syndrome based assessment must be reviewed and if sweats, haemoptysis, fever or other structural
necessary it should be revised. Spirometry at a single lung disease suggest an additional pulmonary
visit should not be considered for diagnosis, and diagnosis. This should be efficient early
results must be considered in the relation of the referral, without necessarily waiting for a trial
clinical presentation of the patient, and whether of treatment for asthma or COPD.
treatment has been commenced. long-acting iv. When chronic airways disease is suspected but
bronchodilators and Inhaled corticosteroids syndromic features of both asthma and COPD
influence results, particularly if a long withhold are few.
period is not used prior to performing spirometry. v. Patients with comorbidities that may interfere
Further investigations might be necessary either to with the assessment and management of their
assess or confirm the diagnosis or to assess the airways disease.
response to initial and subsequent treatment. vi. Referral may also be appropriate for problems
Step 4: Commence initial therapy arising during on-going treatment of asthma,
Experience with a differential diagnosis equally COPD or ACOS, as outlined in the GOLD
balanced between COPD and asthma (i.e. ACOS) the and GINA strategy reports.
default position should start the treatment
accordingly for asthma. This recognizes the vital role MANAGEMENT OF ASTHMA-COPD
of ICS in preventing morbidity and mortality in OVERLAP SYNDROME [11]
patients with uncontrolled asthma symptoms, for Goals of treatment of ACOS should be to control or
whom even clearly having ‘mild’ symptoms (when reduce symptoms and impairment, and to reduce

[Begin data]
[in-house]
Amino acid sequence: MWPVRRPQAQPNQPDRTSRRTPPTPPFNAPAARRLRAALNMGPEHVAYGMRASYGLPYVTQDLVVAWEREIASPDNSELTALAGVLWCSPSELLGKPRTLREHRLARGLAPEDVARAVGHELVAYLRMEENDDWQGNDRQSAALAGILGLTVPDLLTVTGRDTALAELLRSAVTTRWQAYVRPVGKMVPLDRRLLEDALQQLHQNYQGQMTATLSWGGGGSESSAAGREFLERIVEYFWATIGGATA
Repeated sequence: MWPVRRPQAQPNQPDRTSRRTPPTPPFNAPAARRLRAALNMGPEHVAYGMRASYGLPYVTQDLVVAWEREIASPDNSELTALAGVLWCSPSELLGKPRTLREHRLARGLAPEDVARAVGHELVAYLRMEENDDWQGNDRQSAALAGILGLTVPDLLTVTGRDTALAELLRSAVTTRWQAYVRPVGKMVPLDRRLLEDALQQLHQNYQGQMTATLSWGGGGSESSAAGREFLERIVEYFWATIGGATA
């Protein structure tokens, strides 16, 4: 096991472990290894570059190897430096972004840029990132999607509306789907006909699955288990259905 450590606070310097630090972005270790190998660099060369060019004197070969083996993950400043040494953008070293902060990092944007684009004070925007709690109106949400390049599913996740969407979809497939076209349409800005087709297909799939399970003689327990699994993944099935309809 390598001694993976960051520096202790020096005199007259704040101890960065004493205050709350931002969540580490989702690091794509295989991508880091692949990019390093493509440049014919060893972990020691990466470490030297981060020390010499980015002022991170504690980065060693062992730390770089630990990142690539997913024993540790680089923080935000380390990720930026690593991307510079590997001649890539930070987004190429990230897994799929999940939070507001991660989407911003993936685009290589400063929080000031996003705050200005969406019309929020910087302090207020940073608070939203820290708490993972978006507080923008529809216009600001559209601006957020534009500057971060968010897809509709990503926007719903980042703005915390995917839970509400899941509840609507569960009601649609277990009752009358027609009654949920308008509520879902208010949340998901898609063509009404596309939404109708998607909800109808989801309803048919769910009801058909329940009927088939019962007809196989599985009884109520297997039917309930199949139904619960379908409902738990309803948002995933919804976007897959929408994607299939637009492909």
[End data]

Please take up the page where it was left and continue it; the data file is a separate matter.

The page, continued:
compared to the patients with moderate or severe risks such as acute exacerbations, decline in lung
symptoms of COPD) which might indicate function and adverse effects from medicines.
significant risk of a life-threatening attack. Treatment should be started as for asthma. The
Australian Asthma Handbook recommends treatment Page 1484
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with long-term inhaled corticosteroids (ICS) to c) LAMAs
reduce the risk of asthma flare-ups in addition to a LAMAs are considered first-line therapy for the
long-acting bronchodilator in patients with coexisting management of COPD. Recent evidence has also
asthma and COPD. Treatment should also include: suggested a role in the treatment of asthma. They
a) Smoking cessation generally take long to have an effect than LABA
b) Pulmonary rehabilitation bronchodilators. These medications significant
c) Vaccinations (such as flu, pneumonia, and reduce the risk of acute COPD exacerbations,
whooping cough) improve exercise tolerance and effectively control
d) Allergen avoidance symptoms such as dyspnoea.
e) Treatment of comorbidities Long-acting muscarinic antagonist (anticholinergic)
f) Disease management training agents include tiotropium and newer agents like